[Python-ideas] changing sys.stdout encoding

Guido van Rossum guido at python.org
Wed Jun 13 07:21:45 CEST 2012

On Tue, Jun 12, 2012 at 9:58 PM, Stephen J. Turnbull <stephen at xemacs.org> wrote:
> Oscar Benjamin writes:
>  > I also think I missed something in this thread. At the beginning of the
>  > original thread it seemed that everyone was agreed that
>  >
>  >   writer = codecs.getwriter(desired_encoding)
>  >   sys.stdout = writer(sys.stdout.buffer)
>  >
>  > was a reasonable solution (with the caveat that it should happen before any
>  > output is written). Is there some reason why this is not a good
>  > approach?
> It's undocumented and unobvious, but it's needed for standard stream
> filtering in some environments -- where a lot of coding is done by
> people who otherwise never need to understand streams at anything but
> a superficial level -- and the analogous case of a newly opened file,
> pipe, or socket is documented and obvious, and usable by novices.
> It's damn shame that we can't say the same about the stdin, stdout,
> and stderr streams (even if I too have been at pains to explain why
> that's hard to fix).

I'm probably missing something, but in all my naivete I have what
feels like a simple solution, and I can't seem to see what's wrong
with it.

In C there used to be a function to set the buffer size on an open
stream that could only be called when the stream hadn't been used yet.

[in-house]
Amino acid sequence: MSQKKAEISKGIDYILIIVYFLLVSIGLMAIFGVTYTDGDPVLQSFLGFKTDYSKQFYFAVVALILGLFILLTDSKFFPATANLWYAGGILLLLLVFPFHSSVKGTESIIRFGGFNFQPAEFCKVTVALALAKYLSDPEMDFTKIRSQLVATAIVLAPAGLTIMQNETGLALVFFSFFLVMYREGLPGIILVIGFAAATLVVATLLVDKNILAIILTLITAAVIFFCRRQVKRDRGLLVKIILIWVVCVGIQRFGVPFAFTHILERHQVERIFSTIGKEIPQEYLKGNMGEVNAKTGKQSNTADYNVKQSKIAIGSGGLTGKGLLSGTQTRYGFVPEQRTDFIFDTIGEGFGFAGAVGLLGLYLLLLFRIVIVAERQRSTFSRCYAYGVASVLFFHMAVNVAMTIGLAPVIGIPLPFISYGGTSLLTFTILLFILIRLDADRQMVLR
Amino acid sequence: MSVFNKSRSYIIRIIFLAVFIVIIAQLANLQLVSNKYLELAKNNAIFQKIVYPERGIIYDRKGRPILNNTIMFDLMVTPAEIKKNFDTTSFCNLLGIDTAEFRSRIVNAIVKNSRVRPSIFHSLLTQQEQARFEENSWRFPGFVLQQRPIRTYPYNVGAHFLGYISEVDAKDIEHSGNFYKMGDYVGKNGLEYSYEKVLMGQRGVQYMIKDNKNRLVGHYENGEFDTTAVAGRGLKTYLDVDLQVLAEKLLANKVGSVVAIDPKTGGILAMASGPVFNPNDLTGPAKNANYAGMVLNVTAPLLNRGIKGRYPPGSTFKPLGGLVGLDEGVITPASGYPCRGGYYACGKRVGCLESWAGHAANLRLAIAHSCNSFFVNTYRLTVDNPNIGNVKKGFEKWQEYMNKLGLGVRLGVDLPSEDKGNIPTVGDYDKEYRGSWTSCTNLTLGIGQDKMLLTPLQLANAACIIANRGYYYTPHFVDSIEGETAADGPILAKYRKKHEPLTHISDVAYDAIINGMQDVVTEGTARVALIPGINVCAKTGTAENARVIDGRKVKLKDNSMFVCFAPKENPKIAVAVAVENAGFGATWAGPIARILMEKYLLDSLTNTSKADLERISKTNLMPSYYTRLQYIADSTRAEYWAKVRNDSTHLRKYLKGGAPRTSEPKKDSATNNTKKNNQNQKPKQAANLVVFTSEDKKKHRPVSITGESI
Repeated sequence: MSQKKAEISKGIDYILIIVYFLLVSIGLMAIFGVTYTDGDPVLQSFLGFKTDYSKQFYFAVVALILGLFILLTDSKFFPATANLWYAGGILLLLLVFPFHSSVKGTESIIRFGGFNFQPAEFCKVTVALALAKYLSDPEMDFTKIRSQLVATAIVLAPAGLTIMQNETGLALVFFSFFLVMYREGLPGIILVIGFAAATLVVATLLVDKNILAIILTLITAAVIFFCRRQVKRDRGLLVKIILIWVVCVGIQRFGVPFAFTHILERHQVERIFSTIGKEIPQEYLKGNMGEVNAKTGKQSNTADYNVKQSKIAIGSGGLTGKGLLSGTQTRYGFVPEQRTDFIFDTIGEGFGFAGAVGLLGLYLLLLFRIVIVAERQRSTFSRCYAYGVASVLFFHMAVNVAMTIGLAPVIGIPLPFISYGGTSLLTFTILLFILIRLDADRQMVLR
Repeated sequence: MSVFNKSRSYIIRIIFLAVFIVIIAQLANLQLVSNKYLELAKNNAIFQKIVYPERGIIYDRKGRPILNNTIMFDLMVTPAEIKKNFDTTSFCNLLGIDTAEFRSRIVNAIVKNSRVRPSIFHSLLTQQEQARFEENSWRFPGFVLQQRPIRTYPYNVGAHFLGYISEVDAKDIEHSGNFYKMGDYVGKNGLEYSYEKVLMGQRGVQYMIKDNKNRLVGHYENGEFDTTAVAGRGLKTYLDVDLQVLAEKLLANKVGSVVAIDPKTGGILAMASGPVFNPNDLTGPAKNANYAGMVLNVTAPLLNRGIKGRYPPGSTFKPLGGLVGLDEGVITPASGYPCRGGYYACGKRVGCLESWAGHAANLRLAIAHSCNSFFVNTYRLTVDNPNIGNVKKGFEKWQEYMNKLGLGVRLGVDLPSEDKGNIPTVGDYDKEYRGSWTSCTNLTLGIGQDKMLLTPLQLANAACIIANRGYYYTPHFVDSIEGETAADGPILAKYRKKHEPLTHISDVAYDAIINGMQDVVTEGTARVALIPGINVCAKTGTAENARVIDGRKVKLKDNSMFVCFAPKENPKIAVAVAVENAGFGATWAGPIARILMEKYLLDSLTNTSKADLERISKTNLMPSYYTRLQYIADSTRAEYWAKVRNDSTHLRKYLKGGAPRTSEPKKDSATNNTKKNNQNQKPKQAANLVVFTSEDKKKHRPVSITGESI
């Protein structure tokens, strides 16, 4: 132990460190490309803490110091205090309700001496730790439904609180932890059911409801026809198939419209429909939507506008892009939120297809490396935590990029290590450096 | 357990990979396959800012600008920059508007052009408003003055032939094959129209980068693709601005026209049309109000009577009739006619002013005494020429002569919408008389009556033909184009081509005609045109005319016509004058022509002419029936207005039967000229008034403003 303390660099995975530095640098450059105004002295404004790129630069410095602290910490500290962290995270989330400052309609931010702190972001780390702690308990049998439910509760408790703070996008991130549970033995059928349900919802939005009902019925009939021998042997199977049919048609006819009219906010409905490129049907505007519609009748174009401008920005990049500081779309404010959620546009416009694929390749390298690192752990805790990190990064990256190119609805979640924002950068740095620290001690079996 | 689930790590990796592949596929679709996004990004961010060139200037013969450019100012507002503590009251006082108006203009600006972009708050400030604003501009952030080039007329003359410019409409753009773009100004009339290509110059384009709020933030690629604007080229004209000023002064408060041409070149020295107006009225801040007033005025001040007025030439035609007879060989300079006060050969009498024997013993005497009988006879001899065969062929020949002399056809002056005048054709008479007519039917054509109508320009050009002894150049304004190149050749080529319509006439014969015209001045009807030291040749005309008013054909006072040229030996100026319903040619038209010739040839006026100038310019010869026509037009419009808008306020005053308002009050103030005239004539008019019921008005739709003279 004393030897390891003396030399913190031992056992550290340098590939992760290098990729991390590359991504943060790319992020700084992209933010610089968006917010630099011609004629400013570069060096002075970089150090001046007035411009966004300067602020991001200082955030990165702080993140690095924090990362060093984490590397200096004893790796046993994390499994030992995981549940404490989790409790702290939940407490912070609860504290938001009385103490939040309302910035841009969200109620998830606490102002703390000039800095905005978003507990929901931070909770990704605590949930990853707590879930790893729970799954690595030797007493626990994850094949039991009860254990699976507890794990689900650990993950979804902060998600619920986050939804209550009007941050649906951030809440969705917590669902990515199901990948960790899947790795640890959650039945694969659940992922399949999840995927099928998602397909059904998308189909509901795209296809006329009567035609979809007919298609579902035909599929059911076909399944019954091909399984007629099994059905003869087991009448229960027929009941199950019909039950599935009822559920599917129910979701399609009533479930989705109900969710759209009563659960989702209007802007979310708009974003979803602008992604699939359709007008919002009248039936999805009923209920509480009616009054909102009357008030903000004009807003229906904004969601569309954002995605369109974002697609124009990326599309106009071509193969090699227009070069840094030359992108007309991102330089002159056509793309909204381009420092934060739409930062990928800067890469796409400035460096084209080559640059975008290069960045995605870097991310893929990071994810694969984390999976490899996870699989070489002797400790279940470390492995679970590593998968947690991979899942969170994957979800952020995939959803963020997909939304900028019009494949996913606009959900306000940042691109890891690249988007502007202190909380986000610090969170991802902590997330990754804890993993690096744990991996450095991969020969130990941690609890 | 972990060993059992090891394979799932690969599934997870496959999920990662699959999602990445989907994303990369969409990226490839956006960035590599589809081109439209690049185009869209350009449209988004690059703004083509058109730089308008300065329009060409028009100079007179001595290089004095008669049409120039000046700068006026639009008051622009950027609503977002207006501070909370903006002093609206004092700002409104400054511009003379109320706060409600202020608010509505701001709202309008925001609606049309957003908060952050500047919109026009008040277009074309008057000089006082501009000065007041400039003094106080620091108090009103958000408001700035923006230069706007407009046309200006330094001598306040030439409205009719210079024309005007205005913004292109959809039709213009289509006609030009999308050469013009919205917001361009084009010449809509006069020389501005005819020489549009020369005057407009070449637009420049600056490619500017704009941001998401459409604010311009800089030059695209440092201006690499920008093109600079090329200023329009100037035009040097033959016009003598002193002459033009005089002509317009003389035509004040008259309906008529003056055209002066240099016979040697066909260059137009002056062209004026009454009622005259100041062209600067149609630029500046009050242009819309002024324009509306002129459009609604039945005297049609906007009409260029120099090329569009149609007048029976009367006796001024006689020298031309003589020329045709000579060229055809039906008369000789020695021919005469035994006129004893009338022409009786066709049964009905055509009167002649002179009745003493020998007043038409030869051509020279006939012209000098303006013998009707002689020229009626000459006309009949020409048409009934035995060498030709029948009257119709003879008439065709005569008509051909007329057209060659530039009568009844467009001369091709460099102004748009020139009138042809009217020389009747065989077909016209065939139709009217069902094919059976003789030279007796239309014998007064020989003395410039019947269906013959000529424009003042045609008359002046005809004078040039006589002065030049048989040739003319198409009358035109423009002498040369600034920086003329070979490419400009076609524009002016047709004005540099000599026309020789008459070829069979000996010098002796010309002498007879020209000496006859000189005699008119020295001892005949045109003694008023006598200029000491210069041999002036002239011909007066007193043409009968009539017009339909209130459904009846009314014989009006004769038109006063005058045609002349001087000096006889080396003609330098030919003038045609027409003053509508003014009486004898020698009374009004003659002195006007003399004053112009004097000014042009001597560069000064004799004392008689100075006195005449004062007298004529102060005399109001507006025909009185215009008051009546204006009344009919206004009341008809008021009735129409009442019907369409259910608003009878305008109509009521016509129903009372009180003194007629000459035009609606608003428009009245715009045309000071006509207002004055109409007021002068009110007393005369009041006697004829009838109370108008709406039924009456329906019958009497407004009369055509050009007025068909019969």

ISTM the OP's use case would be covered by a similar function on an
open TextIOWrapper to set the encoding that can only be used when it
hasn't been used to write (or read) anything yet? When called under
any other circumstances it should raise an error. The TextIOWrapper
should maintain a "used" flag so that it can raise this exception

This ought to work for stdin and stdout when used at the start of the
program, assuming nothing is written by code run before main starts.
(This should normally be fine, otherwise you couldn't use a Python
program as a filter at all.) It won't work for stderr if connected to
a tty-ish device (since the version stuff is written there) but that
should be okay, and it should still be okay with stderr if it's not a
tty, since then it starts silent. (But I don't think the use case is
very strong for stderr anyway.)

I'm not sure about a name, but it might well be called set_encoding().
The error message when misused should clarify to people who
misunderstand the name that it can only be called when the stream
hasn't been used yet; I don't think it's necessary to encode that
information in the name. (C's setbuf() wasn't called
set_buffer_on_virgin_stream() either. :-)

I don't care about the integrity of the underlying binary stream. It's
a binary stream, you can write whatever bytes you want to it. But if a
TextIOWrapper is used properly, it won't write a mixture of encodings
to the underlying binary stream, since you can only set the encoding
before reading/writing a single byte. (And the TextIOWrapper is
careful not to use the binary stream before the first actual read() or
write() call -- it just tries to calls tell(), if it's seekable, which
should be safe.)

--Guido van Rossum (python.org/~guido)

More information about the Python-ideas mailing list